Set off from Llanelli with the usual chaos and anxiety of lost taxi. (They always stop at the bottom off the hill). Two phone calls and much pacing by the gate later, we eventually get to the station with a few minutes to spare. It begins to dawn on us that the suitcases are 1. Large and 2. Heavy. It takes some doing to get them on the train and into a luggage rack at the end of the carriage. After that… GREAT… Straight through to Crewe. Pleasant train. Space. Nice morning. Wales looks lovely as we speed almost silently through Cwmbran (never been there before), Abergavenny, and border towns.
Crewe is hot and we have the suitcases to cope with again. There are loads of people waiting for our train on the platform, but it will be fine won’t it. We’ve got reserved seats… Yeah right but someone’s luggage is already in them. Modern trains do not have space for normal sized suitcases. I cuddle my suitcase all the way to Carlisle. Somehow on the 2 hour journey Virgin Trains lose 25 minutes, although they don’t tell anyone, so that we miss our connection.
Carlisle station is unmistakeably northern. Why? Not sure, but its stones are dark grey. The weather has turned to rain clouds. It is busy and very long goods trains keep passing through noisily clanking in both directions. There is a separate platform area for the Settle to Carlisle trains (maybe we should have thought if coming that way), and another separate platform area for the Cumbrian Coast route that we will have to take. There is a buffet with tables on the platform, all a little uncared for. We decline the buffet scones as quite a few flies seem to have got there first. A lady is looking for someone to hold her large enthusiastic dog while she goes to get a cup of tea. Luckily she does not choose me. Enormous fast trains with 4 or 5 First Class coaches apiece slide in and out on their way between Edinburgh/Glasgow and London. Ray goes over the large footbridge/ramp to explore. There is no ticket barrier. You can just walk out into a litter strewn square with a castle. A poster advertises “The Famous” Carlisle Railway Station Ghost Tours.
Without announcement we become aware through psychic presentment that our train is there. It is one of the busy trains of the day. School children, shopping returnees, people leaving work at 5.00. We pick them all up and drop them off as the train heads first north west, and then turns south to run along the Cumbrian Coast. The little stations have excitingly northern names, Dalston, Wigton, Aspatria (what was that again?). We are really somewhere different now. We’re on holiday. We reach the coast at Maryport. Flimby, Workington, Parton, Whitehaven. Unfortunately its still quite grey and unfriendly outside. There is an enormous windfarm, and in the distance can be seen the coast of Galloway and Dumfries. My god. Scotland. We are a long way North!!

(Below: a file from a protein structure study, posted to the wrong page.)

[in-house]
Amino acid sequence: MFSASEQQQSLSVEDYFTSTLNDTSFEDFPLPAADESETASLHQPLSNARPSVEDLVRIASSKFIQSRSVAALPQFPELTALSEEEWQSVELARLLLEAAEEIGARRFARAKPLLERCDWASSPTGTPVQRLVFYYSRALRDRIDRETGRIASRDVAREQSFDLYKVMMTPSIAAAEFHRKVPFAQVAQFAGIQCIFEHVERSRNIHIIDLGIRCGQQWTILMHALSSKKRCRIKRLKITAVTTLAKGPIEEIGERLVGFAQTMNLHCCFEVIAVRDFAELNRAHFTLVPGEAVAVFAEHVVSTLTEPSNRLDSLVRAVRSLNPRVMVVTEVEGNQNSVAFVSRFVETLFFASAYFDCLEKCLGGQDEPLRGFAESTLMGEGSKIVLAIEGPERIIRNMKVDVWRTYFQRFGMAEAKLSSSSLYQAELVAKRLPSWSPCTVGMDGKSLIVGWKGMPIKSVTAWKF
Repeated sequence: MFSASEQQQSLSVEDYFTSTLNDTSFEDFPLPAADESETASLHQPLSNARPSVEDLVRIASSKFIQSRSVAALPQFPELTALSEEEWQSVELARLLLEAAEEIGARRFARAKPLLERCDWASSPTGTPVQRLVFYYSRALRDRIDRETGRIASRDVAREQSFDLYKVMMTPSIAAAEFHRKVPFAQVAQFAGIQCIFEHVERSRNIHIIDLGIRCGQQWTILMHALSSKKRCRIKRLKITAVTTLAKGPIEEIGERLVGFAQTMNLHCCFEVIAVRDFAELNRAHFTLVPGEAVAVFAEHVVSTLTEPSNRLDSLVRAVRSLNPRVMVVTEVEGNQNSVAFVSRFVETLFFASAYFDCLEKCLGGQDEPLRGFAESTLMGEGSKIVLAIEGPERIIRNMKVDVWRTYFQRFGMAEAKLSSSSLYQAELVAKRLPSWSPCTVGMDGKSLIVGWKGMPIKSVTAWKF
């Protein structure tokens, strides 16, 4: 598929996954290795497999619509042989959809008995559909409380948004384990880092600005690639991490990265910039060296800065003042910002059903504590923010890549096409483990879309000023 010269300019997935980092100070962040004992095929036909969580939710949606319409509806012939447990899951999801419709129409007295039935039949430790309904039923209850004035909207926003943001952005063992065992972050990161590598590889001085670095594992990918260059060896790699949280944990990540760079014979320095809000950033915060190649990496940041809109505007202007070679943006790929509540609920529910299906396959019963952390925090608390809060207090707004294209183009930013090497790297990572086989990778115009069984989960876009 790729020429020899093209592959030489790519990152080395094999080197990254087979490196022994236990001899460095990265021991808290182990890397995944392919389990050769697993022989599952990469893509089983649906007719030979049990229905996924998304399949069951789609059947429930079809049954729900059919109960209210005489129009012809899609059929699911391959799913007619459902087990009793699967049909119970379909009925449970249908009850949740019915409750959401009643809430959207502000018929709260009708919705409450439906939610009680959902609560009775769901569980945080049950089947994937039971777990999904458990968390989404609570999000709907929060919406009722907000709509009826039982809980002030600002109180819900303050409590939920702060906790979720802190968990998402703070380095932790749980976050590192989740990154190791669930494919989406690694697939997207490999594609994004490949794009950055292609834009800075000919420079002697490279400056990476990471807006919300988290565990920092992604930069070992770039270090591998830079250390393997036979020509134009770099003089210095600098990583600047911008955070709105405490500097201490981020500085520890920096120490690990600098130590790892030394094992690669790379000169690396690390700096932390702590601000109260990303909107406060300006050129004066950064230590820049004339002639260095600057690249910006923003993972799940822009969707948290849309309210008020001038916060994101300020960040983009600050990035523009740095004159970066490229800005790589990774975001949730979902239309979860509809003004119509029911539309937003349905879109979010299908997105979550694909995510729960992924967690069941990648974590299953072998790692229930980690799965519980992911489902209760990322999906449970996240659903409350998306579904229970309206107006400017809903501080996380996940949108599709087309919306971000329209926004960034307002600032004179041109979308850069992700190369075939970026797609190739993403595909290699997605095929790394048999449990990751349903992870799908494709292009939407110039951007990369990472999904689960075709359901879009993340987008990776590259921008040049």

I am surprised how flat the scenery is since we are supposed to be starting the walk tomorrow on a cliff path. Whitehaven seems to be a prettier town though, and shortly after we plunge through a tunnel to emerge in a lovely little village station. St Bees. It looks promising.
Fairladies Barn, our first B&B, is a long way UP a main street, past the Post Office Stores, the Coast to Coast Bar, and a couple of pubs. The suitcase dragging is not the best, and Ray has to carry his. “Its easier to wheel it!” advises a cheerful child cyclist. Thus we are introduced to a feature of the walk… everyone speaks to you.
Later that evening, after we have checked in to the friendly but slightly ramshackle accommodation, wrestled the suitcases up the first of many awkward staircases, noted the view of St Bees head from our room, and headed out again in search of food, everyone we meet has a cheery “Good evening” or “Hello” to share with us.
St Bees. What a lovely little village. Handsome houses. Quite large. Not really rural. Set back quite a way from the sea. A group of probably girl guides are out playing rounders on the village field with Arkela or whoever it is.
A quick Hiya to the statue of St Bega (alleged Irish princess/ seafaring hermit and local good egg). A wave to the1583 Grammar School. A visit to the church… red sandstone, Norman entrance, and, again a feature of the trip…, OPEN , even though its now about 7 o’clock on a Monday night. It is well lit. Well cared for. There’s a history of the Church and the Village, all well presented. Interesting. Feels like a real community.
It is hard to fit in eating but we do our best, stopping in the Queen’s Head for a pint of Jennings Bitter and a Chicken and Leek pie. During the meal yet another trip feature presents itself. Other walkers. Across the pub restaurant two enthusiastic and slightly nerdy young men have seized on a red faced loner who it seems has finished the walk this very night, in the east to west direction. There is much talk of what has been done before by the young men. General talk about what is to come, which personally I would rather not hear, although its very difficult not to listen. Mention is made of, was that right, “Swansea”. Then I’m sure I heard “medicine”. Make a mental note to tell Ray when we get a quiet 5 minutes. However, events take over when as we pay for the meal they rush up enthusiastically to Ray. “Are you one of the Lecturers at Swansea Medical School???” It transpires that they are getting their final results tomorrow, and are doing the walk with camping gear. So far and yet so near it seems.
We have forgotten the alarm clock. Set the mobile for 7.15. (It stays at that time for the rest of the trip.) Sort out the walking gear. Repack the suitcase ready for the off.